The pair consists of two currencies, one being the Base Currency which is always fixed to 1 unit of the currency and the other one is the Quotation Currency which equates to the Base Currency. The base currency/quotation currency leads to a Value which is the value of the Quotation Currency against the Base Currency.
Base Currency/Quotation Currency= Value.
When we say USD/INR=67, USD is the Base Currency, INR is the Quotation Currency and 1 USD= 67 INR.
In a similar way, there are many currency pairs that are actively traded all across the globe and it is the movement of the price of these currency pairs that constitute the trigger for currency trading. Now, it is very critical to note the difference between stock trading, or any other form of trading, and currency trading.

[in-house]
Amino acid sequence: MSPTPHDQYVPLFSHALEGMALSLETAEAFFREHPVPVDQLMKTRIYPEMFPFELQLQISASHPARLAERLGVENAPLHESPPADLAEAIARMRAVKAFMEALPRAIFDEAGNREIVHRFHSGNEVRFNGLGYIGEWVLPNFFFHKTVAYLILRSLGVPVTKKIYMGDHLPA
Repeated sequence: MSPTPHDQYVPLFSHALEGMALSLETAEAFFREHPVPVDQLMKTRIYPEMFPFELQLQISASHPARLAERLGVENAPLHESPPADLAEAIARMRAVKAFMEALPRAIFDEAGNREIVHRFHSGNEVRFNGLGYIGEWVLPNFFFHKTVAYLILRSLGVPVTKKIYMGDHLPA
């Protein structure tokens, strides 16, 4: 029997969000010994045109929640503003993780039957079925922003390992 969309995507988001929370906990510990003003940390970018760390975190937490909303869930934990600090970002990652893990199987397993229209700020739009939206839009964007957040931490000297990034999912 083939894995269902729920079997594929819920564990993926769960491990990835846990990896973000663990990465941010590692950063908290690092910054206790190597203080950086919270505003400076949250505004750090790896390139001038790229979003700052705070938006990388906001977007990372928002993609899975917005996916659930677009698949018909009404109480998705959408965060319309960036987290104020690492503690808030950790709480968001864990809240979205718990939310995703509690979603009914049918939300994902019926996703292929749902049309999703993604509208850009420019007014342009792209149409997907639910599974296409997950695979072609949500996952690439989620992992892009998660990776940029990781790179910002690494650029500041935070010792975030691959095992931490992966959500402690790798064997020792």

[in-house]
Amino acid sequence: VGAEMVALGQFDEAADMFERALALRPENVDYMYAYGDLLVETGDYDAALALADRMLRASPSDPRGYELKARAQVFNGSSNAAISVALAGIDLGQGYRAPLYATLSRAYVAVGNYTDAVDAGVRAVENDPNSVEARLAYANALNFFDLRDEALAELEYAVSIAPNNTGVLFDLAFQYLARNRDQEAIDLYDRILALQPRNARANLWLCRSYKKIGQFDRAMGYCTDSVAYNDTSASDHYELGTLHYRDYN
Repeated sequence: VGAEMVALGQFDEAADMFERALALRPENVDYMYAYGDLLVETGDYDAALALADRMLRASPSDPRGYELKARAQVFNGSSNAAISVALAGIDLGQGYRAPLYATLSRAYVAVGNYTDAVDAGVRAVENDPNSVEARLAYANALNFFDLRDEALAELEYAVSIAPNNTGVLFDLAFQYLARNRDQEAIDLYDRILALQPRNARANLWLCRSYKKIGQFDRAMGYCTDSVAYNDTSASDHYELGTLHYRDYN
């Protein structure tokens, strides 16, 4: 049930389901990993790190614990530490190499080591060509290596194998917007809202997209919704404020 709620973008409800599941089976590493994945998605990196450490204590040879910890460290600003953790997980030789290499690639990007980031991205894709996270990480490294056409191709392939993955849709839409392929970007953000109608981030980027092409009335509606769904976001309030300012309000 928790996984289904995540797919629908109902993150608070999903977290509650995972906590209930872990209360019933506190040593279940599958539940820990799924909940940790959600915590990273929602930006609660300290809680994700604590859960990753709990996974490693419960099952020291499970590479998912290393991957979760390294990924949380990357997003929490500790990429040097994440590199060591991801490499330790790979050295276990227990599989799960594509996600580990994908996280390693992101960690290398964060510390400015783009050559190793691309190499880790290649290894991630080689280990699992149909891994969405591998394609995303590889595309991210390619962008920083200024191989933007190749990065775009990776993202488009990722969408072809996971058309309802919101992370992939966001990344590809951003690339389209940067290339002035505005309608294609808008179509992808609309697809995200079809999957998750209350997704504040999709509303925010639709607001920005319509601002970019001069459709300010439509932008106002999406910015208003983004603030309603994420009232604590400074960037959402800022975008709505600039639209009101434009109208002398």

While trading stocks, the trader either has a bullish perspective or a bearish one. In the case of currency trading, the trader must have a dual perspective.
For example, if a trader is buying a USD/INR pair, he is expecting the value of the pair to go up, which means that he is expecting USD to appreciate and INR to depreciate alongside so that the final value of the currency goes up. Therefore, the trader has a dual view of being bullish on the base currency and bearish on the quotation currency.
Also, when the price of a currency pair is mentioned, it contains both the bid and the ask price, i.e. the price at the which the pair can be bought and the price at which it can be sold. The price fluctuations in foreign exchange are represented by pips, which stand for percentage in point. The prices are shown to the fourth decimal point and the change in the fourth decimal point is called 1 pip which is equal to 1/100th of 1%.